The one criticism I would have, and I'm afraid to say it's a major one, is his focus on ska/roots reggae almost entirely to the near total exclusion of dancehall. The entire dancehall era must only comprise of 1/10 of the books text. He does not delve into the developement of the deejay style in the 80's, the move to digital rhythyms, nor the key players in this who made it happen. Instead he seems to unfairly focus on the slackness and gun-talk elements of certain dancehall records and how these were a backward step for the music. This may indeed be true but it is folly to write a book claiming to detail the entire history of Jamaican music yet ignore some of it's most important musical developements, merely because they happened to provide a platform for some unsavoury lyrics. In what he does say about dancehall it is mostly on the roots revival style and how it's a step in the right direction. You won't find me disagreeing but at the same time deejays like Sizzla or Capelton would not exist today if it wasn't for the pioneers of the 80's and early 90's.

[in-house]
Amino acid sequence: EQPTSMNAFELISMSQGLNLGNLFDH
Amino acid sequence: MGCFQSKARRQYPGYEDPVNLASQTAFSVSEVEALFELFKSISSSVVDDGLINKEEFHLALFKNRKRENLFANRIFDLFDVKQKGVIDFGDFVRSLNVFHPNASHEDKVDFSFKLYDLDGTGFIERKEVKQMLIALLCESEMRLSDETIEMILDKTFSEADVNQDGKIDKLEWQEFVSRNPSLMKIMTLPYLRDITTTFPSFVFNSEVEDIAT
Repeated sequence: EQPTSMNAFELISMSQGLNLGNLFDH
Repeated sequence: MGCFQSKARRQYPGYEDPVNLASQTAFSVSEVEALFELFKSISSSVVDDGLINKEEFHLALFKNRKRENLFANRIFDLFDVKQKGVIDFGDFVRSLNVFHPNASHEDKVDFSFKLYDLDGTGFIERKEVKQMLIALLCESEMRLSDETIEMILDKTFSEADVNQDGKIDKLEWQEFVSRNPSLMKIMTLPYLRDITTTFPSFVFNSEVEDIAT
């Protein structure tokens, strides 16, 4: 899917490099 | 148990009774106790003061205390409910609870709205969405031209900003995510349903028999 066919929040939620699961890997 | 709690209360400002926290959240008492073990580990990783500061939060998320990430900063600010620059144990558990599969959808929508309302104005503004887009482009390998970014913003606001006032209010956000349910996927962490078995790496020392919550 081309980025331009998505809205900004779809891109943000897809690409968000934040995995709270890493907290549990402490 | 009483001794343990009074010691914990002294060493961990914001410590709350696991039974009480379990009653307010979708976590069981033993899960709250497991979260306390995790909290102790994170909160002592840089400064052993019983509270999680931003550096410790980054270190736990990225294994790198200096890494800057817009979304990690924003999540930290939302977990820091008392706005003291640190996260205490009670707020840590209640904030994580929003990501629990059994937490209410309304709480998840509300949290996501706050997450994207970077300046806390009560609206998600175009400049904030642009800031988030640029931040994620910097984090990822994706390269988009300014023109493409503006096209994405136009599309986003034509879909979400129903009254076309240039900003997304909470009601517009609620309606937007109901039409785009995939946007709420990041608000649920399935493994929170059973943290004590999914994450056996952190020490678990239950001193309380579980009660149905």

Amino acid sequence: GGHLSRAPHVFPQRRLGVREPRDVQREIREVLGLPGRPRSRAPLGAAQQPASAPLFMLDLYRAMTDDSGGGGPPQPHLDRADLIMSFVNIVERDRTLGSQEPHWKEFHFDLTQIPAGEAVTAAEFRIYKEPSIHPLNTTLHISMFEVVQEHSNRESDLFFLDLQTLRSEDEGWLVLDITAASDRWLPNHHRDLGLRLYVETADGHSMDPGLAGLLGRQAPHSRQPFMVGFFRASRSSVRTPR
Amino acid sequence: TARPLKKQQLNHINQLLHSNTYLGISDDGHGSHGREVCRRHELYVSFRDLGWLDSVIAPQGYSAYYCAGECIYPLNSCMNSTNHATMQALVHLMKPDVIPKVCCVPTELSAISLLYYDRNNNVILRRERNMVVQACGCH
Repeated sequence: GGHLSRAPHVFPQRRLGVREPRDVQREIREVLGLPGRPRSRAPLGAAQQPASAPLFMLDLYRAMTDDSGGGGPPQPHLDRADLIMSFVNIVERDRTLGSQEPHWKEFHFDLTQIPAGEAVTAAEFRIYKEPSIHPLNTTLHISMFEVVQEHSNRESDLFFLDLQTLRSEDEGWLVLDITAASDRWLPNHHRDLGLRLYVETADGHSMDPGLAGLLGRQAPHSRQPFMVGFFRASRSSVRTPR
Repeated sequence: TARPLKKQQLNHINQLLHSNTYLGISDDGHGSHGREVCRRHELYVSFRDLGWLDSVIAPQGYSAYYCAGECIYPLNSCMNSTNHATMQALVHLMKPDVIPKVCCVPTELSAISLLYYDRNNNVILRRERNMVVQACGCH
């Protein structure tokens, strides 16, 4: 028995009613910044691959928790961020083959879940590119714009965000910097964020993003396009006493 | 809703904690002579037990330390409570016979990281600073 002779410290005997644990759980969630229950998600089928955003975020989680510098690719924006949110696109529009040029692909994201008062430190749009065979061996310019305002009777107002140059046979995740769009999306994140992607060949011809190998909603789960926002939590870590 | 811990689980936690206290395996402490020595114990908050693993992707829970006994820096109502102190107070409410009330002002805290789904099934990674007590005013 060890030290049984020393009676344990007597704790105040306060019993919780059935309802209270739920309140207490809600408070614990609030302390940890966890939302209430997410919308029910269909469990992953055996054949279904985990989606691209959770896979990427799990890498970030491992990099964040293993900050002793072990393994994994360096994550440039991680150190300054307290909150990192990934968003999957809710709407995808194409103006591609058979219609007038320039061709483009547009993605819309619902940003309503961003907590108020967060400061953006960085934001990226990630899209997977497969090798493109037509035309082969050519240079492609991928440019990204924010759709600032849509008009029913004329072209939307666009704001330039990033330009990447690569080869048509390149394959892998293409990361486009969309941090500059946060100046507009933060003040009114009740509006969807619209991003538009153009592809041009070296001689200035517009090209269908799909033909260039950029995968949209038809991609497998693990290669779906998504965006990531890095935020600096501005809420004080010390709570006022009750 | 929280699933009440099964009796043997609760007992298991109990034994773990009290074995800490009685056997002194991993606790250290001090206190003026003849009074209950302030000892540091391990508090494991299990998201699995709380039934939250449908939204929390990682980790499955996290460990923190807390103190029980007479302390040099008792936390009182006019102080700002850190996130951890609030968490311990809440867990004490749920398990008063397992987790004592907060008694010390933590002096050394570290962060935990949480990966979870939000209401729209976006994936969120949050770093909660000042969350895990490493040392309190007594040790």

All in all I have to say though it's a great book, very entertaining, very informative and hugely enjoyable. I would highly reccomend this book to anyone, I only wish it could have been as in-depth in dealing with the reggae music of the last two decades as it was with the previous two.
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Format: Paperback